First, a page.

The Full Catastrophe by James Angelos

I have fond memories of my trip to Greece that I took back in 2013 with my friends Nayda and Sheida. One thing that stands out in my mind, however, was a conversation that I had with a woman who helped us find our hostel when we first arrived in Athens. She made some comment about how Greece was a beautiful country, but that they were suffering because their government didn’t care about them. I wasn’t sure what to make of it, but we thanked her and went on our way. We were young, ignorant Americans just looking to enjoy our holiday in Santorini. The extent of my knowledge regarding the economic crisis in Greece was that the people were lazy, wanted to retire at age 50 and wanted everything for free (because that is what the media told me)

The Full Catastrophe finally explained to me why my initial thoughts were so wrong.

An absolutely fascinating look into the pride and perils of Greece and its bumpy transition into becoming a European Union member. This book is written in a way that is very accessible for someone who doesn’t have a lot of background knowledge in finance, international banking or political affairs. Angelos digs deep into the root causes of the financial crisis that swept Europe and is still being felt still today. He examines the corruption, the cultural disparities and the real tragedy of everyone who has suffered through the systemic political and economic distress in Greece.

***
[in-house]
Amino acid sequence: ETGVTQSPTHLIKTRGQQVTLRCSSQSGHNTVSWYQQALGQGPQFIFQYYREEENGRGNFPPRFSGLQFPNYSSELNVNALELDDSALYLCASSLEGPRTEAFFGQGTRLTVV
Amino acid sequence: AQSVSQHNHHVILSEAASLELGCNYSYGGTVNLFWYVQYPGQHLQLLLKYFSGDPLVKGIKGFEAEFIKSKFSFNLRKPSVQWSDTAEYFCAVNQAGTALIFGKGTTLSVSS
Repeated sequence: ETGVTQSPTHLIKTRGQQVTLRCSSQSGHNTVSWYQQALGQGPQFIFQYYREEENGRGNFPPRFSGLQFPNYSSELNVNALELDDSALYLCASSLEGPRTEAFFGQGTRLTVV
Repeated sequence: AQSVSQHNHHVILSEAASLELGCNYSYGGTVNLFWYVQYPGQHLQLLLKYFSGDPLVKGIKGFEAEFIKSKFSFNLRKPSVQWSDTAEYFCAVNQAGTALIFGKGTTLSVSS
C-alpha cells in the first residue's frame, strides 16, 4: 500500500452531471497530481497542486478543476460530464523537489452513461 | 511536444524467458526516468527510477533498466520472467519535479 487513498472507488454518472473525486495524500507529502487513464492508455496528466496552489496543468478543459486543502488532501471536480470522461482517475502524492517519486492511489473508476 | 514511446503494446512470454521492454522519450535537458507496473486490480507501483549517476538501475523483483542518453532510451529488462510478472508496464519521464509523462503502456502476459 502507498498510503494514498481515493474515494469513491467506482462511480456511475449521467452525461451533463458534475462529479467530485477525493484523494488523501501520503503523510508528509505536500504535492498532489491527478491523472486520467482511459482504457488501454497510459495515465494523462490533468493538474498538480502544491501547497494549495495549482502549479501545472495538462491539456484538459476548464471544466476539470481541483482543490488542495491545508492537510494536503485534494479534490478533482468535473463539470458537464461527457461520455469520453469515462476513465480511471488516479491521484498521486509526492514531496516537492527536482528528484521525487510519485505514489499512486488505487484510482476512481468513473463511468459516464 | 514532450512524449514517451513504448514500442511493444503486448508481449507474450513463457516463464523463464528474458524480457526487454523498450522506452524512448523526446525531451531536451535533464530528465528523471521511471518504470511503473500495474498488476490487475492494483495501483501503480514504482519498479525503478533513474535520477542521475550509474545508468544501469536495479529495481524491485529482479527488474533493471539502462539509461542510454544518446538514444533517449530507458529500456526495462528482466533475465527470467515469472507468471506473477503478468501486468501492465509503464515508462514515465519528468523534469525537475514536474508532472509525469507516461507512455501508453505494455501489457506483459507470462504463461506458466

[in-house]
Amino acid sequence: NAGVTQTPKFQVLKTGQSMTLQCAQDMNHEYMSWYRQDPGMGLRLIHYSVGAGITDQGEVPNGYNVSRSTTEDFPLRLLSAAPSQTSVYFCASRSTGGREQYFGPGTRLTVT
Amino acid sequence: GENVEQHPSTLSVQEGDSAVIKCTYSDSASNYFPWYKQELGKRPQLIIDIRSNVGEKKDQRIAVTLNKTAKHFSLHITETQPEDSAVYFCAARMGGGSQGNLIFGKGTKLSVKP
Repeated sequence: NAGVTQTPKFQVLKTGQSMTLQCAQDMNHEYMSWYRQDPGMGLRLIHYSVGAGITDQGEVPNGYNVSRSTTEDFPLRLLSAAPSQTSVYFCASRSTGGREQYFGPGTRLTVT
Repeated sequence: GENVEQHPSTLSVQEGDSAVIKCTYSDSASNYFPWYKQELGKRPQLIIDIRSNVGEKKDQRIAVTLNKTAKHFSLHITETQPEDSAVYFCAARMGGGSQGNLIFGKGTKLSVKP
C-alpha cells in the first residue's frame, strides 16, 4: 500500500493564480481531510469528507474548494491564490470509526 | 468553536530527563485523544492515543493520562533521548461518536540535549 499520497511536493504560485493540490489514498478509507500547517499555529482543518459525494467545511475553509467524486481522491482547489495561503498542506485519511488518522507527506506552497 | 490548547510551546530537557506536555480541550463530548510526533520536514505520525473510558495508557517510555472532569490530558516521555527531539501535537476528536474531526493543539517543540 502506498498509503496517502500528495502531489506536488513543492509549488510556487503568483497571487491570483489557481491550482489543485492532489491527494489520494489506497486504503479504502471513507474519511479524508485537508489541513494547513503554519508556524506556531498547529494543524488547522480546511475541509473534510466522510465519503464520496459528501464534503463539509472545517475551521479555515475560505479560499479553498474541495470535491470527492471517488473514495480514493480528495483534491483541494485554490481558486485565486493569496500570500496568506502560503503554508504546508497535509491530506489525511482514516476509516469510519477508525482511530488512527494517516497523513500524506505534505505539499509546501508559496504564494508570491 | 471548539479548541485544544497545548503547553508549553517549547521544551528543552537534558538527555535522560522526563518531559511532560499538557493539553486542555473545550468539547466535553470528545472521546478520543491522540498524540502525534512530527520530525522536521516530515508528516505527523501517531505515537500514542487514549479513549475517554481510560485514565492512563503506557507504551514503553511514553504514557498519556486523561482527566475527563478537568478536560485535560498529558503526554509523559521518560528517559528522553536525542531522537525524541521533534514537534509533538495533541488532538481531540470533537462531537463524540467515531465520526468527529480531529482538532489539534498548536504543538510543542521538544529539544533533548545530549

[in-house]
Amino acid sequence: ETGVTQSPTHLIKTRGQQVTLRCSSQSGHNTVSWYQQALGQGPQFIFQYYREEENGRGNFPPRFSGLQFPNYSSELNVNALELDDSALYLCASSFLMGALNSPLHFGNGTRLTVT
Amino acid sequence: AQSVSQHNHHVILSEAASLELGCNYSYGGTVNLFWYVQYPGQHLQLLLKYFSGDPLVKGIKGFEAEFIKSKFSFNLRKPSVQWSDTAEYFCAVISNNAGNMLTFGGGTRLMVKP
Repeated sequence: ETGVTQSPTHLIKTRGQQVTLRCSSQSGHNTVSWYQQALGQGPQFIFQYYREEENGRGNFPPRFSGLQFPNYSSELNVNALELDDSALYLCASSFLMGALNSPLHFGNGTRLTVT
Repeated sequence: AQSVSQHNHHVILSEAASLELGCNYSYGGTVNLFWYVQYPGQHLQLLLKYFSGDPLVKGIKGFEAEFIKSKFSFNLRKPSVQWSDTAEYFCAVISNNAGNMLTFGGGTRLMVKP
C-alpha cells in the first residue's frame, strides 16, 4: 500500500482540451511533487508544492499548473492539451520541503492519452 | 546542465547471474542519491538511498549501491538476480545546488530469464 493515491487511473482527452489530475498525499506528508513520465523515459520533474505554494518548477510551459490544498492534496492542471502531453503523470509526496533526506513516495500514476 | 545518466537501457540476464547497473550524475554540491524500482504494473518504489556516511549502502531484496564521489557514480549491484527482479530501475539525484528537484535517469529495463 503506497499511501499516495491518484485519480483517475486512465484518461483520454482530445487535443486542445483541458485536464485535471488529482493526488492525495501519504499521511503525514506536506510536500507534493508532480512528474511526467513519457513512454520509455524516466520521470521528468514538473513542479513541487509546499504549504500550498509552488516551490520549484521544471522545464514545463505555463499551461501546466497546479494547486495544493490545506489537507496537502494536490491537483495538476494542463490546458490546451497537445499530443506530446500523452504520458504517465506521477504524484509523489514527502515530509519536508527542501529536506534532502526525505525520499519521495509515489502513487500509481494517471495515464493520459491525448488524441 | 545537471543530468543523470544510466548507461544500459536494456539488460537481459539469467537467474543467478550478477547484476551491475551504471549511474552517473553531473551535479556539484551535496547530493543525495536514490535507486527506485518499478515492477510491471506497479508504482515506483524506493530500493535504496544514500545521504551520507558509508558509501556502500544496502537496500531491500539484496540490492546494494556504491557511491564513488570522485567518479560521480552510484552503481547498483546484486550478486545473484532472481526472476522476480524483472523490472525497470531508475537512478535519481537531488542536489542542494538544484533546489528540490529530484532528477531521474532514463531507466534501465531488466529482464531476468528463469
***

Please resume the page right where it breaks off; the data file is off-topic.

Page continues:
I appreciated that he kept personal bias to a minimum and told the story from the perspective of a humanitarian journalist. The personal stories he tells are heart-wrenching and frustrating. It made me question a lot about my own views of other countries based on what I read or hear on the news.

Certain chapters did get a bit long and became a bit dry, but overall I think that it was a great read that taught me a lot of important information about the global economic system and how one country fit into it all. I would recommend this book to anyone interested in economics, the more recent history of Greece, and the cultural clashes that come from globalization.


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